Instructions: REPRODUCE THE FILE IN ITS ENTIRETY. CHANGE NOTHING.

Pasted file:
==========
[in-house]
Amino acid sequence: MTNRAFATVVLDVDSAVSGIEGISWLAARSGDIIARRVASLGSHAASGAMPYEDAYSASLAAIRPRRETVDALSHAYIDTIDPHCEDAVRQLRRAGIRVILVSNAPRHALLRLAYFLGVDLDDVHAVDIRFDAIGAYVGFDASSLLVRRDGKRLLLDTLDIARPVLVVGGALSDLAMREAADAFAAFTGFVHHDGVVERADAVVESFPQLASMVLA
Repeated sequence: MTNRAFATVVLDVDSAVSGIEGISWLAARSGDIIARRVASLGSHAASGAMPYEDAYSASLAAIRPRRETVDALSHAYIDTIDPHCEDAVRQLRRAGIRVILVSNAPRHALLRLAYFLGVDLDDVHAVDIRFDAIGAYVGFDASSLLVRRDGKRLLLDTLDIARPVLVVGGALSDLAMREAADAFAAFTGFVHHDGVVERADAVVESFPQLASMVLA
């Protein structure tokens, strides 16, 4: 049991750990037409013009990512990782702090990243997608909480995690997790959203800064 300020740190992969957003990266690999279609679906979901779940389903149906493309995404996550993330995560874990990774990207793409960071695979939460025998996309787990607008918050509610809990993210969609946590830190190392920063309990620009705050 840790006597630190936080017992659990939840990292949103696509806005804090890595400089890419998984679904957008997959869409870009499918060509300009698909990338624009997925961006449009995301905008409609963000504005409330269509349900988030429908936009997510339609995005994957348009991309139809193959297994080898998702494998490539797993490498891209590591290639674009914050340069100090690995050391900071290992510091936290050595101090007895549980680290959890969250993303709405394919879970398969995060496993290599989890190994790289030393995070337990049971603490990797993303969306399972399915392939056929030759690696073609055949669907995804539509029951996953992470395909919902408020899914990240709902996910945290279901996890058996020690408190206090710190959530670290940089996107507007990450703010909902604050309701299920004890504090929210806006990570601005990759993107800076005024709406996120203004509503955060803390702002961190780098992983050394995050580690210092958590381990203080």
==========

[in-house]
Amino acid sequence: MTNRAFATVVLDVDSAVSGIEGISWLAARSGDIIARRVASLGSHAASGAMPYEDAYSASLAAIRPRRETVDALSHAYIDTIDPHCEDAVRQLRRAGIRVILVSNAPRHALLRLAYFLGVDLDDVHAVDIRFDAIGAYVGFDASSLLVRRDGKRLLLDTLDIARPVLVVGGALSDLAMREAADAFAAFTGFVHHDGVVERADAVVESFPQLASMVLA
Repeated sequence: MTNRAFATVVLDVDSAVSGIEGISWLAARSGDIIARRVASLGSHAASGAMPYEDAYSASLAAIRPRRETVDALSHAYIDTIDPHCEDAVRQLRRAGIRVILVSNAPRHALLRLAYFLGVDLDDVHAVDIRFDAIGAYVGFDASSLLVRRDGKRLLLDTLDIARPVLVVGGALSDLAMREAADAFAAFTGFVHHDGVVERADAVVESFPQLASMVLA
């Protein structure tokens, strides 16, 4: 049991750990037409013009990512990782702090990243997608909480995690997790959203800064 300020740190992969957003990266690999279609679906979901779940389903149906493309995404996550993330995560874990990774990207793409960071695979939460025998996309787990607008918050509610809990993210969609946590830190190392920063309990620009705050 840790006597630190936080017992659990939840990292949103696509806005804090890595400089890419998984679904957008997959869409870009499918060509300009698909990338624009997925961006449009995301905008409609963000504005409330269509349900988030429908936009997510339609995005994957348009991309139809193959297994080898998702494998490539797993490498891209590591290639674009914050340069100090690995050391900071290992510091936290050595101090007895549980680290959890969250993303709405394919879970398969995060496993290599989890190994790289030393995070337990049971603490990797993303969306399972399915392939056929030759690696073609055949669907995804539509029951996953992470395909919902408020899914990240709902996910945290279901996890058996020690408190206090710190959530670290940089996107507007990450703010909902604050309701299920004890504090929210806006990570601005990759993107800076005024709406996120203004509503955060803390702002961190780098992983050394995050580690210092958590381990203080």